WASHINGTON (1/27/14)--A proposal that would modify the operations of home-based federal credit unions is not justified on safety and soundness grounds, the Credit Union national Association said in a comment letter to the National Credit Union Administration. Equally troubling, CUNA said, is that this proposal reflects an increasing trend where the agency is developing regulations to address issues that should more appropriately, more effectively, and more efficiently be dealt with on an individual credit union-problem basis.
The CUNA letter follows the December release of a proposed rule that would prohibit federal credit unions from operating out of homes. All federal credit unions would have to maintain a business office not located in a home within two years of the final rule's effective date. Storage of credit union records at residential locations would also be prohibited.
Small home-based federal credit unions would also need to have either a dedicated phone number or email address for contact with the NCUA and members.
The NCUA proposed the changes to address concerns about member privacy, public access and the safety and working conditions of NCUA's examination staff. Operating credit unions out of private residences raises regulatory and supervisory concerns, including operational risks, privacy risks and potential conflicts of interest, the NCUA said.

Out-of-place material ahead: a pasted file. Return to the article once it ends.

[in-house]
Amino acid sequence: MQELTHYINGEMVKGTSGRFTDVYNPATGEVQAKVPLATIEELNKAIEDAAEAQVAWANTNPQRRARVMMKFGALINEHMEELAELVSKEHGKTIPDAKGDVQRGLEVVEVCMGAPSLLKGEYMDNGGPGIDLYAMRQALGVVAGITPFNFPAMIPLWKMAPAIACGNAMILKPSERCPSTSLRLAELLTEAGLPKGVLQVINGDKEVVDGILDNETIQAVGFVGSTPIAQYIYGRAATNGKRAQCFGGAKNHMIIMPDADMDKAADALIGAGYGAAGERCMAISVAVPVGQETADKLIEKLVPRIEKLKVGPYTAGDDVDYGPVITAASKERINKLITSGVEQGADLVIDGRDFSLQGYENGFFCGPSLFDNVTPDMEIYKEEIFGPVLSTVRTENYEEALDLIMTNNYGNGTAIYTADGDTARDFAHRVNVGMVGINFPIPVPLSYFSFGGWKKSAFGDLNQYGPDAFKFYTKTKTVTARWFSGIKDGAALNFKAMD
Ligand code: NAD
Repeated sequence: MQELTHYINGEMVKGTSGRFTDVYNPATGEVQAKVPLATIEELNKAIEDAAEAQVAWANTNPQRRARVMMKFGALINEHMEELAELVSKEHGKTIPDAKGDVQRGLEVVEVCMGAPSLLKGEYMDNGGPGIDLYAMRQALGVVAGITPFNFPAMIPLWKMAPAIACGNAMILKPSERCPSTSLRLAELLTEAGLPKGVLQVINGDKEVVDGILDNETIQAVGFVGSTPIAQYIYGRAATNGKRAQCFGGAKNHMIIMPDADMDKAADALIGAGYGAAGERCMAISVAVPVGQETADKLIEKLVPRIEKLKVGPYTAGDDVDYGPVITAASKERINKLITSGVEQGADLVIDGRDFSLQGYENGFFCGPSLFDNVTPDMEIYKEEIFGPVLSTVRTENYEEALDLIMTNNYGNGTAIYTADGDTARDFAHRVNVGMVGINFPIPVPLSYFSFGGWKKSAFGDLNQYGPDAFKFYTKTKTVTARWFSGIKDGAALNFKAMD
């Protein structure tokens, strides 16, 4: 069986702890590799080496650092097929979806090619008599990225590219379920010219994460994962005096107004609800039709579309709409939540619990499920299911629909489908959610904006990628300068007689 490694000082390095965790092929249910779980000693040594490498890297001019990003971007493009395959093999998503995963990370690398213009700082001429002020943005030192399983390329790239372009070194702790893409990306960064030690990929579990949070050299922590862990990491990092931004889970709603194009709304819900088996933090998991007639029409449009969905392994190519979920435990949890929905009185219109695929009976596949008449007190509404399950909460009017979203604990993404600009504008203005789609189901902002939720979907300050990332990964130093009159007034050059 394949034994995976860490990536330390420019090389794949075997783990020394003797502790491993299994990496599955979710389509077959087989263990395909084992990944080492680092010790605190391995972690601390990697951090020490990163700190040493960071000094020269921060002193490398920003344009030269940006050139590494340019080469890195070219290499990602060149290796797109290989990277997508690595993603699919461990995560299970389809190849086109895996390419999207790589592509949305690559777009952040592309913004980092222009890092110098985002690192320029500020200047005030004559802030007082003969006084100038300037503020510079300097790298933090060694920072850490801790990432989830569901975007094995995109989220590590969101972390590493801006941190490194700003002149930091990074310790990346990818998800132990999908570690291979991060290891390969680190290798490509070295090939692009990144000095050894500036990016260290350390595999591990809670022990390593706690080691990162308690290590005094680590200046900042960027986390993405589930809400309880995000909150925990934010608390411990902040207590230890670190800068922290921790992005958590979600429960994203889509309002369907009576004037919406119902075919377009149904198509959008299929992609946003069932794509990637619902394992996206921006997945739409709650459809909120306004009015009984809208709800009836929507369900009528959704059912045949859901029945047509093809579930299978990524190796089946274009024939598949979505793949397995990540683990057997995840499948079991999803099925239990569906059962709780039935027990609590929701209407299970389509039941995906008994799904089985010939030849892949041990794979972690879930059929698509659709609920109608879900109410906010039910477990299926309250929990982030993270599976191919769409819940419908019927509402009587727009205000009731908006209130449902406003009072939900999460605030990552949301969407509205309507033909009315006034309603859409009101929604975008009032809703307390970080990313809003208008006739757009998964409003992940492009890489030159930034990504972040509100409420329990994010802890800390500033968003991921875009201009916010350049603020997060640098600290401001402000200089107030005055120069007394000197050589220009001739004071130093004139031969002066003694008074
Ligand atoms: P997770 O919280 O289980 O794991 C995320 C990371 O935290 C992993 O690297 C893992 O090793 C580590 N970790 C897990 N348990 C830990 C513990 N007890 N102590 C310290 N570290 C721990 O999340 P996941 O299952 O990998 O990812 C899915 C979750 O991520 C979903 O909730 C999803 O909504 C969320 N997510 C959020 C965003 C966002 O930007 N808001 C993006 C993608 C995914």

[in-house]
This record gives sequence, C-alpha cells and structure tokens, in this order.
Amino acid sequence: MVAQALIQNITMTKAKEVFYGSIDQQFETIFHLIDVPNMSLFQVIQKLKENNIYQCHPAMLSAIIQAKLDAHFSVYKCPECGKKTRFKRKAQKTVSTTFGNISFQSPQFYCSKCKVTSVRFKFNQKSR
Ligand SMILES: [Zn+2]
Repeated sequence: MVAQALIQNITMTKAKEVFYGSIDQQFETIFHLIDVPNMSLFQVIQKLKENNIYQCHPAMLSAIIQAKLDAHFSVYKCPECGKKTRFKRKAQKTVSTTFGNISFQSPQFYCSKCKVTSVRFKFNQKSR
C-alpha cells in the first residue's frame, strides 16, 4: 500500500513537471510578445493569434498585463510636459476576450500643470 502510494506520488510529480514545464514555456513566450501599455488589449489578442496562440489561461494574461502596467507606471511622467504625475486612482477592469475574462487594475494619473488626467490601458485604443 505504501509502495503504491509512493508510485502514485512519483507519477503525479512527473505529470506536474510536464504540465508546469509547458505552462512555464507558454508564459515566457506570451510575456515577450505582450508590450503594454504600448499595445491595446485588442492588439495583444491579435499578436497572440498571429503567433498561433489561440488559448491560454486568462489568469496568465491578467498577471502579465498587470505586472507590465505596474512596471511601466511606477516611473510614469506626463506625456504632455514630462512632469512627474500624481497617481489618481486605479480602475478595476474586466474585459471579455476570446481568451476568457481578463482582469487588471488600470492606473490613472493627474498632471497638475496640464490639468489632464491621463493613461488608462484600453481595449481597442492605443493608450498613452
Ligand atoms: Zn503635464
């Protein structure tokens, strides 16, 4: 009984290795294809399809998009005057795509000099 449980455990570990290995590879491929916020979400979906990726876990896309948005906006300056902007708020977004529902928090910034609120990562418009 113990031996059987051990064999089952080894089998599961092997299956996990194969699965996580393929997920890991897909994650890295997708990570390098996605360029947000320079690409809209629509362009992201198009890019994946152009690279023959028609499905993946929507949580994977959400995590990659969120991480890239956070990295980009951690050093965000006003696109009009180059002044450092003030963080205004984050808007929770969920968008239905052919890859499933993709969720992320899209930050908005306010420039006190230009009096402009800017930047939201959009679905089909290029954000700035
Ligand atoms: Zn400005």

"While CUNA does strongly support appropriate member and examiner access as well as safety and soundness for credit unions of all asset sizes, CUNA disagrees with the agency's assumption that problems among home-based credit unions are characteristic of all members of that group. We also disagree that problems among home-based credit unions are so threatening to the National Credit Union Share Insurance Fund that they can only be satisfactorily handled through the issuance of a new rule," CUNA Deputy General Counsel Mary Dunn wrote.
"Small, home based credit unions feel that the proposal, particularly the requirement that all federal credit unions maintain an office that is not within a personal residence beginning two years after the rule is implemented, is unjustified and punitive," Dunn added.
Issues with home-based credit unions would better be addressed on an individual basis, not through a broad rule, the CUNA letter said.
The CUNA letter suggested some changes in case the NCUA does move forward with a final rule. Suggested changes include:
Grandfathering existing home-based credit unions;
Allowing for exceptions to the rule's requirements to be granted under a fair and expeditious process;
Allowing member access to be through U.S. mail as well as the telephone or email; and
Allowing affected credit unions the option to correct legitimate problems identified by the examiner on a timely basis or move to retail space.
For the full CUNA comment letter, use the resource link.